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The Texas House on Wednesday approved proposed political boundaries for the lower chamber’s 150 districts that aim to fortify Republicans’ strength in the state House for the next decade.
House Bill 1, authored by state Rep. Todd Hunter, a Corpus Christi Republican who chairs the lower chamber’s redistricting committee, will now head to the Senate for consideration.
The House’s 83-63 vote comes as the Legislature rounds out its third special session of the year, an up to 30-day stretch ordered by Gov. Greg Abbott that has focused on redrawing the state’s congressional, Senate, House and State Board of Education maps based on the latest census data. Those numbers, which were delayed largely because of the pandemic, showed that people of color fueled 95% of the state’s population growth over the past decade.
Despite those growth trends, the number of districts in which white people make up the majority of eligible voters would increase from 83 to 89 in the new map. Meanwhile, the number of districts with a Hispanic majority among eligible voters would drop from 33 to 30, while the number of districts with Black residents as the majority of eligible voters would go from seven to six. Those numbers are based on census estimates of the number of citizens in each district who are of the voting age.
The new map includes 85 districts that would have voted for Donald Trump in the 2020 presidential election and 65 that would have voted for Joe Biden. That’s one less Trump district than was originally proposed in the House late last month. The current partisan breakdown of the House is 83 Republicans and 66 Democrats, though Trump only won 76 of the current House districts in 2020.
The special session is slated to end Oct. 19, which means lawmakers have a week left to hash out differences over those maps and other items included on the agenda set by Abbott.
Debate over the House’s map proposal kicked off Tuesday morning and went into early Wednesday morning. Members considered more than 50 amendments to the map, with dozens of those proposed changes being added or failing largely along party lines.
“I appreciate everybody trying,” Hunter said as he laid out the draft Tuesday morning. “I know that in any redistricting, some have issues and some don’t. That’s the nature of redistricting.”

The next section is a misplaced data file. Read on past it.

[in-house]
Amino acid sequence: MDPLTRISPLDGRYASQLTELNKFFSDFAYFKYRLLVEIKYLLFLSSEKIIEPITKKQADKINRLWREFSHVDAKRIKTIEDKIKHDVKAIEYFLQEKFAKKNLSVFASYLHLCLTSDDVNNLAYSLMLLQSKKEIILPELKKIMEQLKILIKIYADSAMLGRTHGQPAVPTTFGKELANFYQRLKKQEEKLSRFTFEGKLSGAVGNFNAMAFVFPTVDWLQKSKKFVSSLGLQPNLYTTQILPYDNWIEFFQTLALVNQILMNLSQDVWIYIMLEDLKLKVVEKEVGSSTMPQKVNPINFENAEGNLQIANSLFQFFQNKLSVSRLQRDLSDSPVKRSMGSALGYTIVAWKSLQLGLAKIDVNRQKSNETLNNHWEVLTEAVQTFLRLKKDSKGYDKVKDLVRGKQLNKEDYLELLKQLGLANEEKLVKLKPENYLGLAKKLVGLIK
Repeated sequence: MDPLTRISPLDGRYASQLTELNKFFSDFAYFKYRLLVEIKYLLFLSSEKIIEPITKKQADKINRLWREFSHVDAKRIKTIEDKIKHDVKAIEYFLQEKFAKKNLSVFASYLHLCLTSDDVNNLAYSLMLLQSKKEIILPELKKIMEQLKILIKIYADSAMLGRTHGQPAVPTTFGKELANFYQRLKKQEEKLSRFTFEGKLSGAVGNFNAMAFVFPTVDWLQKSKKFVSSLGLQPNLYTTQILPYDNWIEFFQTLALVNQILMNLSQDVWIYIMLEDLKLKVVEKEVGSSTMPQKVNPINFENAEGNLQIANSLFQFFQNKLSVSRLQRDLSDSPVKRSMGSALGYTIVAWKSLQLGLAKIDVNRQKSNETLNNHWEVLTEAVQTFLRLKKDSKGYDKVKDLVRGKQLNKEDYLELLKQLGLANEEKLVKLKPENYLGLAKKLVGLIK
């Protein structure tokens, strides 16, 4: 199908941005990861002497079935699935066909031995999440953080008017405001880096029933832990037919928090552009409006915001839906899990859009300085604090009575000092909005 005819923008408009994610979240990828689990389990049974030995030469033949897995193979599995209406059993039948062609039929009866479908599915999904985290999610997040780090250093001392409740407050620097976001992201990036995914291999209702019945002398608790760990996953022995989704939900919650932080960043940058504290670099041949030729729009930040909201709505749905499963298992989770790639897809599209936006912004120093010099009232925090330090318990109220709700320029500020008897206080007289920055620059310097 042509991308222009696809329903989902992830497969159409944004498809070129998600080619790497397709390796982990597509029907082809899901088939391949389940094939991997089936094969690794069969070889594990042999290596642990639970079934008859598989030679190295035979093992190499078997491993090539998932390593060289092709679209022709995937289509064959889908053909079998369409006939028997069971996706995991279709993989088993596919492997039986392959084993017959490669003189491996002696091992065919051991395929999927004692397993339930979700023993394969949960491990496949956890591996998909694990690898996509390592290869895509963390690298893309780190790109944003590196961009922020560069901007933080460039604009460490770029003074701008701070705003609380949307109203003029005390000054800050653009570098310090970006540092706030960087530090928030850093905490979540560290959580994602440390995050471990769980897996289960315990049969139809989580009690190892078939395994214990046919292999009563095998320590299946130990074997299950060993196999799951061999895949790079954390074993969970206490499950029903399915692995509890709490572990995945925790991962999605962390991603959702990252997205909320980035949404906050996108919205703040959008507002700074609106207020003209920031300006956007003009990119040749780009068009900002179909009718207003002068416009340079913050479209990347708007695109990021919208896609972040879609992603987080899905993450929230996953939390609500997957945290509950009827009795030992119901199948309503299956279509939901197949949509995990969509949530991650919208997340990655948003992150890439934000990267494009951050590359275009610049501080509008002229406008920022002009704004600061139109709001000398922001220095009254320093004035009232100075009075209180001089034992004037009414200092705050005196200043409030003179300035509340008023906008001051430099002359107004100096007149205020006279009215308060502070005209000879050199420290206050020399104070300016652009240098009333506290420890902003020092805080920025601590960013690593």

Some of the largest changes made on the House floor involved Dallas and Harris counties as members from both delegations rallied around their respective proposals.
State Rep. Rafael Anchía, a Dallas Democrat who chairs the Mexican American Legislative Caucus, authored a successful amendment that would update the previous House proposal to add two North Texas districts where Black residents are a majority of eligible voters. Anchía’s amendment also added one Dallas-area district where Hispanic residents are the majority of eligible voters.
The Harris County change, spearheaded by state Rep. Dan Huberty, R-Houston, did not create any additional districts in which residents of color make up the majority of eligible voters, though it did strengthen the partisan splits for certain GOP and Democratic districts in the area.
One of the more tense moments came during debate on an amendment by state Rep. J.M. Lozano, R-Kingsville, that reworks districts in the Rio Grande Valley to make House District 37 more competitive for Republicans. State Rep. Alex Dominguez, the Brownsville Democrat who currently represents that district, panned Lozano over the proposed change, arguing that the delegation had not been notified before he filed the amendment.
Lozano’s amendment was adopted narrowly, 72-70, with several members switching their votes once a verification vote had been requested.
Earlier Tuesday, members considered an amendment by Anchía that essentially would have killed the map draft by striking the legislation’s enacting clause.
“From a moral and legal perspective, we have no choice but to completely wipe the slate clean and start all over,” he told members, citing concerns over a lack of transparency throughout the mapmaking process and with a draft that he argued did not adequately reflect the state’s population growth over the past decade. His amendment failed along a near party-line vote.